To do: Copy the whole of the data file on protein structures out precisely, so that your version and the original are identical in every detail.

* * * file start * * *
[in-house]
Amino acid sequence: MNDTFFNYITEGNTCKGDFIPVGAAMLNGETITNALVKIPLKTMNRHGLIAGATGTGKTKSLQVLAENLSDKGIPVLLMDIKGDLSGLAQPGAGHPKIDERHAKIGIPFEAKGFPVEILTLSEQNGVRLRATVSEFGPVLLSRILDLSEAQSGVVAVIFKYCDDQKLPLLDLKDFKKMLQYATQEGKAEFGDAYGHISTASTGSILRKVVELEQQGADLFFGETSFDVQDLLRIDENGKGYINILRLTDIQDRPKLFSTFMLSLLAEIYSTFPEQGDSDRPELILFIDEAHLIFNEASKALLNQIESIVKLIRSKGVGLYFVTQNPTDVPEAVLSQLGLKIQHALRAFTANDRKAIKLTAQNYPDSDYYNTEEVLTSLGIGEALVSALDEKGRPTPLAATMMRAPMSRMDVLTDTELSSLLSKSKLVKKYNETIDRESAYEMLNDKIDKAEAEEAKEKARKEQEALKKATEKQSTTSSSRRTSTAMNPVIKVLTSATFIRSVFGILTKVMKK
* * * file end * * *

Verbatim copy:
[in-house]
Amino acid sequence: MNDTFFNYITEGNTCKGDFIPVGAAMLNGETITNALVKIPLKTMNRHGLIAGATGTGKTKSLQVLAENLSDKGIPVLLMDIKGDLSGLAQPGAGHPKIDERHAKIGIPFEAKGFPVEILTLSEQNGVRLRATVSEFGPVLLSRILDLSEAQSGVVAVIFKYCDDQKLPLLDLKDFKKMLQYATQEGKAEFGDAYGHISTASTGSILRKVVELEQQGADLFFGETSFDVQDLLRIDENGKGYINILRLTDIQDRPKLFSTFMLSLLAEIYSTFPEQGDSDRPELILFIDEAHLIFNEASKALLNQIESIVKLIRSKGVGLYFVTQNPTDVPEAVLSQLGLKIQHALRAFTANDRKAIKLTAQNYPDSDYYNTEEVLTSLGIGEALVSALDEKGRPTPLAATMMRAPMSRMDVLTDTELSSLLSKSKLVKKYNETIDRESAYEMLNDKIDKAEAEEAKEKARKEQEALKKATEKQSTTSSSRRTSTAMNPVIKVLTSATFIRSVFGILTKVMKK